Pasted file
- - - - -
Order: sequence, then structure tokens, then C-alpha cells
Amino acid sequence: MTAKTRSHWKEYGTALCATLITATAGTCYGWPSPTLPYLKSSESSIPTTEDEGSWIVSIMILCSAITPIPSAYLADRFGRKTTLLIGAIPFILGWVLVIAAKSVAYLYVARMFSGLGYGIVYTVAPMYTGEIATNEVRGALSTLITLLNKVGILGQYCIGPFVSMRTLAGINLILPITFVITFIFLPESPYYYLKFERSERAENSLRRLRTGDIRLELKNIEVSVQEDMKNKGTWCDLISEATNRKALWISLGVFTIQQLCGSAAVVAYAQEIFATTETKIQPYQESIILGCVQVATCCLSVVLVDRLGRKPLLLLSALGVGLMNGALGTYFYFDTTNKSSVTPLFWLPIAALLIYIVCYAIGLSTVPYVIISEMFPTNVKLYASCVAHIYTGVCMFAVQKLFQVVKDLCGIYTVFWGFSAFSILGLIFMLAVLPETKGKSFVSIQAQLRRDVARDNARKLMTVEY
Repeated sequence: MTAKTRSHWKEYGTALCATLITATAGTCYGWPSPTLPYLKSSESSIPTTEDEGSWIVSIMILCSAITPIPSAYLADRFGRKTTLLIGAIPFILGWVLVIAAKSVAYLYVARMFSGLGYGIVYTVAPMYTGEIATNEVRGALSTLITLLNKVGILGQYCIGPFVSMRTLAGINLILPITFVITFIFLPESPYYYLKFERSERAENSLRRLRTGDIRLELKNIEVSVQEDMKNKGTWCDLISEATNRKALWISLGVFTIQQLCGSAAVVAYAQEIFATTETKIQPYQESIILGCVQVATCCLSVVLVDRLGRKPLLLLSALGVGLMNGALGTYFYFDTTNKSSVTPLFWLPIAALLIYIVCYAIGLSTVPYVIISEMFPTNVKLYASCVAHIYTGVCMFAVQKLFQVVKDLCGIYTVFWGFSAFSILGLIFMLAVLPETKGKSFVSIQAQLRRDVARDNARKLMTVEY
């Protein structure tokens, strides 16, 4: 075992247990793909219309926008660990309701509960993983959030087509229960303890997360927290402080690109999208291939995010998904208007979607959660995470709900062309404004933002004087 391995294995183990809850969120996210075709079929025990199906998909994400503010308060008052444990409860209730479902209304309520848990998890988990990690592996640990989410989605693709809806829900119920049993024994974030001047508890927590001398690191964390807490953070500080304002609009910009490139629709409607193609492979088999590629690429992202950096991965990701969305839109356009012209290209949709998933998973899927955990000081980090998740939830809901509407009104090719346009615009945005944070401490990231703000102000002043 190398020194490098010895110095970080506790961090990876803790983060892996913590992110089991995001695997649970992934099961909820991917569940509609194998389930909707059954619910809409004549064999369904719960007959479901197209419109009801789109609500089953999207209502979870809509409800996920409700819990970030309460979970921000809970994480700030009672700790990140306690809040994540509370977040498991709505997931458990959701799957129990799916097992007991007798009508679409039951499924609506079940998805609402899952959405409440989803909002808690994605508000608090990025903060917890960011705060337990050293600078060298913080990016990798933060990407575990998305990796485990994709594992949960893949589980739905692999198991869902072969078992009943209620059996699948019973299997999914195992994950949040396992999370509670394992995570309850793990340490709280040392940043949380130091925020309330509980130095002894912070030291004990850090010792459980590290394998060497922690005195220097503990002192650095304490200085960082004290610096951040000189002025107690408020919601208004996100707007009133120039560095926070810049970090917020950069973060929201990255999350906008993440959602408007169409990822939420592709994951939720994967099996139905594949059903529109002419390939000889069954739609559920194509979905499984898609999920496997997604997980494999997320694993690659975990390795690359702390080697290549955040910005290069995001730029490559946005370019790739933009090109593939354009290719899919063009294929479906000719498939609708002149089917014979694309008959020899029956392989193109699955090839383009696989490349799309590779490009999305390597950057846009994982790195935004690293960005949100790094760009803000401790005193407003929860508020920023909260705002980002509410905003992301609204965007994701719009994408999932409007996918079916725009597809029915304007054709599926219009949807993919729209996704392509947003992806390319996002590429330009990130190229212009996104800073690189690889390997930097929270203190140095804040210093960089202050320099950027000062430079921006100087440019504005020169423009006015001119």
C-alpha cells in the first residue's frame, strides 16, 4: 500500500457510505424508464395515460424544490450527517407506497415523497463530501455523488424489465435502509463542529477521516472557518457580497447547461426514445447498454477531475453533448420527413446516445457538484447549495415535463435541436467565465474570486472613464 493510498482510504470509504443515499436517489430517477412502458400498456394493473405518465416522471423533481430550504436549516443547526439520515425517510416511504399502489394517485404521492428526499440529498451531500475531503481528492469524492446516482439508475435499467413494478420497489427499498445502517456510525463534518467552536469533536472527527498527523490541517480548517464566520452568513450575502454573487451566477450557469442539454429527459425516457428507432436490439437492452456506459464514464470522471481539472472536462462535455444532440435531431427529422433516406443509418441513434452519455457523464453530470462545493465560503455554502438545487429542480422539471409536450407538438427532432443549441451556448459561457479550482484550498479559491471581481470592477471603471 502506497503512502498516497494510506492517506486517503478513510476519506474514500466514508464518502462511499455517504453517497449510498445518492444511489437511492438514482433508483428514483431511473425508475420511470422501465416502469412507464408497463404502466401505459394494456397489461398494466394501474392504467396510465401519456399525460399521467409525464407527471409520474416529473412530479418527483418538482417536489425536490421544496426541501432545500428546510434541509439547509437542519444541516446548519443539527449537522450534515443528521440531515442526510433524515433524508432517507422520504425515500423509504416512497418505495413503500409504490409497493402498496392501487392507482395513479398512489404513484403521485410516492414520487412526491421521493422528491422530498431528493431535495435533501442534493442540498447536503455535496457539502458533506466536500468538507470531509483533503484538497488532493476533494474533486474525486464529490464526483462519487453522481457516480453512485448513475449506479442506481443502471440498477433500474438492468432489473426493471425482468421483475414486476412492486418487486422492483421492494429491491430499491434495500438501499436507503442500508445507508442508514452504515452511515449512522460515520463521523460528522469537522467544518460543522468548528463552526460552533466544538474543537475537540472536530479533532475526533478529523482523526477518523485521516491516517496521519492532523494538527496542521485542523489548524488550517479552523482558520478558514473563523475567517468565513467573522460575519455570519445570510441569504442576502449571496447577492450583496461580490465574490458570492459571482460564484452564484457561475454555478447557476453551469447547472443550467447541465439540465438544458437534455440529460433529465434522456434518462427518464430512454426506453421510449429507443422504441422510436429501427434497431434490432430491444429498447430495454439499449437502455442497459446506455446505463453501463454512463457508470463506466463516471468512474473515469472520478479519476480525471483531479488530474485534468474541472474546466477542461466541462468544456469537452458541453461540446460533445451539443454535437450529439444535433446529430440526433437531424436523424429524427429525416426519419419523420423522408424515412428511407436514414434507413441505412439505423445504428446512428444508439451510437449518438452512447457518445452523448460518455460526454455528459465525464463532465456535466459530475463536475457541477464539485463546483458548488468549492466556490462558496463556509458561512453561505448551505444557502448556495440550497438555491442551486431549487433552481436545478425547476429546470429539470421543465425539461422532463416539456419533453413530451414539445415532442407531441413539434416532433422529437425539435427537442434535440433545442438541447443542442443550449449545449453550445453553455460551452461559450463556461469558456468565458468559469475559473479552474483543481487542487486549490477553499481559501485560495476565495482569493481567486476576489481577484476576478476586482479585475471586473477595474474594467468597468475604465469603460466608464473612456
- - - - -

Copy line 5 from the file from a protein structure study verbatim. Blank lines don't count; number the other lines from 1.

C-alpha cells in the first residue's frame, strides 16, 4: 500500500457510505424508464395515460424544490450527517407506497415523497463530501455523488424489465435502509463542529477521516472557518457580497447547461426514445447498454477531475453533448420527413446516445457538484447549495415535463435541436467565465474570486472613464 493510498482510504470509504443515499436517489430517477412502458400498456394493473405518465416522471423533481430550504436549516443547526439520515425517510416511504399502489394517485404521492428526499440529498451531500475531503481528492469524492446516482439508475435499467413494478420497489427499498445502517456510525463534518467552536469533536472527527498527523490541517480548517464566520452568513450575502454573487451566477450557469442539454429527459425516457428507432436490439437492452456506459464514464470522471481539472472536462462535455444532440435531431427529422433516406443509418441513434452519455457523464453530470462545493465560503455554502438545487429542480422539471409536450407538438427532432443549441451556448459561457479550482484550498479559491471581481470592477471603471 502506497503512502498516497494510506492517506486517503478513510476519506474514500466514508464518502462511499455517504453517497449510498445518492444511489437511492438514482433508483428514483431511473425508475420511470422501465416502469412507464408497463404502466401505459394494456397489461398494466394501474392504467396510465401519456399525460399521467409525464407527471409520474416529473412530479418527483418538482417536489425536490421544496426541501432545500428546510434541509439547509437542519444541516446548519443539527449537522450534515443528521440531515442526510433524515433524508432517507422520504425515500423509504416512497418505495413503500409504490409497493402498496392501487392507482395513479398512489404513484403521485410516492414520487412526491421521493422528491422530498431528493431535495435533501442534493442540498447536503455535496457539502458533506466536500468538507470531509483533503484538497488532493476533494474533486474525486464529490464526483462519487453522481457516480453512485448513475449506479442506481443502471440498477433500474438492468432489473426493471425482468421483475414486476412492486418487486422492483421492494429491491430499491434495500438501499436507503442500508445507508442508514452504515452511515449512522460515520463521523460528522469537522467544518460543522468548528463552526460552533466544538474543537475537540472536530479533532475526533478529523482523526477518523485521516491516517496521519492532523494538527496542521485542523489548524488550517479552523482558520478558514473563523475567517468565513467573522460575519455570519445570510441569504442576502449571496447577492450583496461580490465574490458570492459571482460564484452564484457561475454555478447557476453551469447547472443550467447541465439540465438544458437534455440529460433529465434522456434518462427518464430512454426506453421510449429507443422504441422510436429501427434497431434490432430491444429498447430495454439499449437502455442497459446506455446505463453501463454512463457508470463506466463516471468512474473515469472520478479519476480525471483531479488530474485534468474541472474546466477542461466541462468544456469537452458541453461540446460533445451539443454535437450529439444535433446529430440526433437531424436523424429524427429525416426519419419523420423522408424515412428511407436514414434507413441505412439505423445504428446512428444508439451510437449518438452512447457518445452523448460518455460526454455528459465525464463532465456535466459530475463536475457541477464539485463546483458548488468549492466556490462558496463556509458561512453561505448551505444557502448556495440550497438555491442551486431549487433552481436545478425547476429546470429539470421543465425539461422532463416539456419533453413530451414539445415532442407531441413539434416532433422529437425539435427537442434535440433545442438541447443542442443550449449545449453550445453553455460551452461559450463556461469558456468565458468559469475559473479552474483543481487542487486549490477553499481559501485560495476565495482569493481567486476576489481577484476576478476586482479585475471586473477595474474594467468597468475604465469603460466608464473612456